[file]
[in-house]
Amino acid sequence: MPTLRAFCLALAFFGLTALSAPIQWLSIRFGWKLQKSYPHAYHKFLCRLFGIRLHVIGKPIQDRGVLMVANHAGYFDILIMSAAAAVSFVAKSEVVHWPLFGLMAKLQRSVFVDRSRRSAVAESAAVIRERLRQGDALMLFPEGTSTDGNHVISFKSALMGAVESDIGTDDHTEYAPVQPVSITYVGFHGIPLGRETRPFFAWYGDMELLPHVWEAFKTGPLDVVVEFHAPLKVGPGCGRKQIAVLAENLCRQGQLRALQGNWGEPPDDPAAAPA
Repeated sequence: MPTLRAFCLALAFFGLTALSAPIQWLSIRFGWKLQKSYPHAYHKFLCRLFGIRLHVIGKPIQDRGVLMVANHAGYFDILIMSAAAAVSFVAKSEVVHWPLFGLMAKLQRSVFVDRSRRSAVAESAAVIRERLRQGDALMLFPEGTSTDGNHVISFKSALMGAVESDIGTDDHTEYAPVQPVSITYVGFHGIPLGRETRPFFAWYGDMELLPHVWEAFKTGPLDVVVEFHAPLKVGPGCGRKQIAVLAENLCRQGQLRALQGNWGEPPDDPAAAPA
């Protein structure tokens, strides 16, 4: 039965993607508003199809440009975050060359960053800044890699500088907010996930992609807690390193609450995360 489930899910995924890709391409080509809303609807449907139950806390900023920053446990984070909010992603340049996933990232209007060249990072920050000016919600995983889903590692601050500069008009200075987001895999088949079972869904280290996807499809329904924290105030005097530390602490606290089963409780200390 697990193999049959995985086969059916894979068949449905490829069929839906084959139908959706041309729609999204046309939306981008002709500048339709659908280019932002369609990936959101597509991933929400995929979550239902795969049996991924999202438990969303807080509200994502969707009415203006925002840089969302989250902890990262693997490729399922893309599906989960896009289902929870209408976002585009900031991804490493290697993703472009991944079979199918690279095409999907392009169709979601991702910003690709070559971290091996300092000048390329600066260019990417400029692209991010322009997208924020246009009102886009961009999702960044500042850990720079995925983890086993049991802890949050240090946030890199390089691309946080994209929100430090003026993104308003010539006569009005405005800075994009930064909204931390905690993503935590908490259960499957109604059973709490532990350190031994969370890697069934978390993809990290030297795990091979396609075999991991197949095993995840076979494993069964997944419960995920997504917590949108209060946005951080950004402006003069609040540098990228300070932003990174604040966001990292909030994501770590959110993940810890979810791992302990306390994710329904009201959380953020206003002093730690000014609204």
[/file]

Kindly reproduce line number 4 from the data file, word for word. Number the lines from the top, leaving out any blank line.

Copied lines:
């Protein structure tokens, strides 16, 4: 039965993607508003199809440009975050060359960053800044890699500088907010996930992609807690390193609450995360 489930899910995924890709391409080509809303609807449907139950806390900023920053446990984070909010992603340049996933990232209007060249990072920050000016919600995983889903590692601050500069008009200075987001895999088949079972869904280290996807499809329904924290105030005097530390602490606290089963409780200390 697990193999049959995985086969059916894979068949449905490829069929839906084959139908959706041309729609999204046309939306981008002709500048339709659908280019932002369609990936959101597509991933929400995929979550239902795969049996991924999202438990969303807080509200994502969707009415203006925002840089969302989250902890990262693997490729399922893309599906989960896009289902929870209408976002585009900031991804490493290697993703472009991944079979199918690279095409999907392009169709979601991702910003690709070559971290091996300092000048390329600066260019990417400029692209991010322009997208924020246009009102886009961009999702960044500042850990720079995925983890086993049991802890949050240090946030890199390089691309946080994209929100430090003026993104308003010539006569009005405005800075994009930064909204931390905690993503935590908490259960499957109604059973709490532990350190031994969370890697069934978390993809990290030297795990091979396609075999991991197949095993995840076979494993069964997944419960995920997504917590949108209060946005951080950004402006003069609040540098990228300070932003990174604040966001990292909030994501770590959110993940810890979810791992302990306390994710329904009201959380953020206003002093730690000014609204």